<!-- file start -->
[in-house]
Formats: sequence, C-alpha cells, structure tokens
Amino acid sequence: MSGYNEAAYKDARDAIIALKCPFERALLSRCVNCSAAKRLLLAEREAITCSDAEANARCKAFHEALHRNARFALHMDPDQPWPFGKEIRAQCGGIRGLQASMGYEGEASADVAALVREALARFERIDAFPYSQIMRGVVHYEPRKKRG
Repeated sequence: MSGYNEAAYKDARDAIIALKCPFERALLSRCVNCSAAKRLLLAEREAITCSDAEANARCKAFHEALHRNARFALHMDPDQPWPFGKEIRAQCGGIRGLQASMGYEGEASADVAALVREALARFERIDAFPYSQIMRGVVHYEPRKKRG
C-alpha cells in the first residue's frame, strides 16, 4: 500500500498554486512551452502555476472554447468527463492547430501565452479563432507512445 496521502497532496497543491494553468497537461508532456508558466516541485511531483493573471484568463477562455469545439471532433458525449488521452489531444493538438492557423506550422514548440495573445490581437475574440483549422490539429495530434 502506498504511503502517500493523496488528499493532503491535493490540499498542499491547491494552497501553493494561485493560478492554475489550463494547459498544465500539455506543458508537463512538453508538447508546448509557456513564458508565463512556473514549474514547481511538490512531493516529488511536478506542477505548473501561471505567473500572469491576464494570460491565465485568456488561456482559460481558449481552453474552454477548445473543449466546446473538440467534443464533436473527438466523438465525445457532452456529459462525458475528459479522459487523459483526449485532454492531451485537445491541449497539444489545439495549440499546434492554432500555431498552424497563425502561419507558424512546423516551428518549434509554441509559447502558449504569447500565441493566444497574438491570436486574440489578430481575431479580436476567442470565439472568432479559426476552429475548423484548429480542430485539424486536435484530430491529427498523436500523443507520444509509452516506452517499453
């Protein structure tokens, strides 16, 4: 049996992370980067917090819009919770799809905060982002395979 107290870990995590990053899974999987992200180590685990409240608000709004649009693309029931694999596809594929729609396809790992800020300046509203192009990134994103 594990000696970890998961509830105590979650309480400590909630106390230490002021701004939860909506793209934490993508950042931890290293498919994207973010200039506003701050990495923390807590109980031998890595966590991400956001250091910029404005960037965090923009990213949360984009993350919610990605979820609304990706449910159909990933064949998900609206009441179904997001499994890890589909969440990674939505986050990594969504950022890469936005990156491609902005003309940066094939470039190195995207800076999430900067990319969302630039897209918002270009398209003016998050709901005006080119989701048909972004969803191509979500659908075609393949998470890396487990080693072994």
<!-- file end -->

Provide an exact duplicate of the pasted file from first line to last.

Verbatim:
[in-house]
Formats: sequence, C-alpha cells, structure tokens
Amino acid sequence: MSGYNEAAYKDARDAIIALKCPFERALLSRCVNCSAAKRLLLAEREAITCSDAEANARCKAFHEALHRNARFALHMDPDQPWPFGKEIRAQCGGIRGLQASMGYEGEASADVAALVREALARFERIDAFPYSQIMRGVVHYEPRKKRG
Repeated sequence: MSGYNEAAYKDARDAIIALKCPFERALLSRCVNCSAAKRLLLAEREAITCSDAEANARCKAFHEALHRNARFALHMDPDQPWPFGKEIRAQCGGIRGLQASMGYEGEASADVAALVREALARFERIDAFPYSQIMRGVVHYEPRKKRG
C-alpha cells in the first residue's frame, strides 16, 4: 500500500498554486512551452502555476472554447468527463492547430501565452479563432507512445 496521502497532496497543491494553468497537461508532456508558466516541485511531483493573471484568463477562455469545439471532433458525449488521452489531444493538438492557423506550422514548440495573445490581437475574440483549422490539429495530434 502506498504511503502517500493523496488528499493532503491535493490540499498542499491547491494552497501553493494561485493560478492554475489550463494547459498544465500539455506543458508537463512538453508538447508546448509557456513564458508565463512556473514549474514547481511538490512531493516529488511536478506542477505548473501561471505567473500572469491576464494570460491565465485568456488561456482559460481558449481552453474552454477548445473543449466546446473538440467534443464533436473527438466523438465525445457532452456529459462525458475528459479522459487523459483526449485532454492531451485537445491541449497539444489545439495549440499546434492554432500555431498552424497563425502561419507558424512546423516551428518549434509554441509559447502558449504569447500565441493566444497574438491570436486574440489578430481575431479580436476567442470565439472568432479559426476552429475548423484548429480542430485539424486536435484530430491529427498523436500523443507520444509509452516506452517499453
């Protein structure tokens, strides 16, 4: 049996992370980067917090819009919770799809905060982002395979 107290870990995590990053899974999987992200180590685990409240608000709004649009693309029931694999596809594929729609396809790992800020300046509203192009990134994103 594990000696970890998961509830105590979650309480400590909630106390230490002021701004939860909506793209934490993508950042931890290293498919994207973010200039506003701050990495923390807590109980031998890595966590991400956001250091910029404005960037965090923009990213949360984009993350919610990605979820609304990706449910159909990933064949998900609206009441179904997001499994890890589909969440990674939505986050990594969504950022890469936005990156491609902005003309940066094939470039190195995207800076999430900067990319969302630039897209918002270009398209003016998050709901005006080119989701048909972004969803191509979500659908075609393949998470890396487990080693072994």